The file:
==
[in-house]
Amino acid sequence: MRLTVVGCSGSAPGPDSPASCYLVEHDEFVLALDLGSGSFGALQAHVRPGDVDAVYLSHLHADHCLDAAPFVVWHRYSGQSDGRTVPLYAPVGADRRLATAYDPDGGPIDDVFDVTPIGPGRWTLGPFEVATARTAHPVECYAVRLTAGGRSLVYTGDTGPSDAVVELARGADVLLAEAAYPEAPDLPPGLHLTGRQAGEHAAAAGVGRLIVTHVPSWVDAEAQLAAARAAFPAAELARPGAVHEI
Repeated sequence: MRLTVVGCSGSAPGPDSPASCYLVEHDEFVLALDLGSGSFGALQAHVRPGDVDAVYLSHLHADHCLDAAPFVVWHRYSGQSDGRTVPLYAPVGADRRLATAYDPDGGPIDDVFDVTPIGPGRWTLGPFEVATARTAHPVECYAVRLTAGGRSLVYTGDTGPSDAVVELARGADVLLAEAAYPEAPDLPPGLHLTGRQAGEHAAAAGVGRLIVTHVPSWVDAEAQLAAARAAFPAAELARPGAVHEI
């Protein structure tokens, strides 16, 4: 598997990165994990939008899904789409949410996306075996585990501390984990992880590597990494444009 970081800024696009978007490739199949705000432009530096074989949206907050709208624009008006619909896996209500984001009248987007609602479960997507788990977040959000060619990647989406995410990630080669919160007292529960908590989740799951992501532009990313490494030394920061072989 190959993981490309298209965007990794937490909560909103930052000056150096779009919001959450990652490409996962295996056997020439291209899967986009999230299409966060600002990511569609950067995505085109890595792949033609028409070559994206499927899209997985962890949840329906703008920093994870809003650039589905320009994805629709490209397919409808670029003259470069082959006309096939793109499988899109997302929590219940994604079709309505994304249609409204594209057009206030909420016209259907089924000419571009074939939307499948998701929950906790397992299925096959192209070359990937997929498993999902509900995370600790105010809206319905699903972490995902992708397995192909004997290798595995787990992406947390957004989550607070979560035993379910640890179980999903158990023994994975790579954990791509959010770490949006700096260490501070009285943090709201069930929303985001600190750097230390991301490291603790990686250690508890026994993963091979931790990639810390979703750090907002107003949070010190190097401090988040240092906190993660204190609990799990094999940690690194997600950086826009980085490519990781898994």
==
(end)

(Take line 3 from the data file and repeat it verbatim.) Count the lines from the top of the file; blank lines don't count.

Repeated sequence: MRLTVVGCSGSAPGPDSPASCYLVEHDEFVLALDLGSGSFGALQAHVRPGDVDAVYLSHLHADHCLDAAPFVVWHRYSGQSDGRTVPLYAPVGADRRLATAYDPDGGPIDDVFDVTPIGPGRWTLGPFEVATARTAHPVECYAVRLTAGGRSLVYTGDTGPSDAVVELARGADVLLAEAAYPEAPDLPPGLHLTGRQAGEHAAAAGVGRLIVTHVPSWVDAEAQLAAARAAFPAAELARPGAVHEI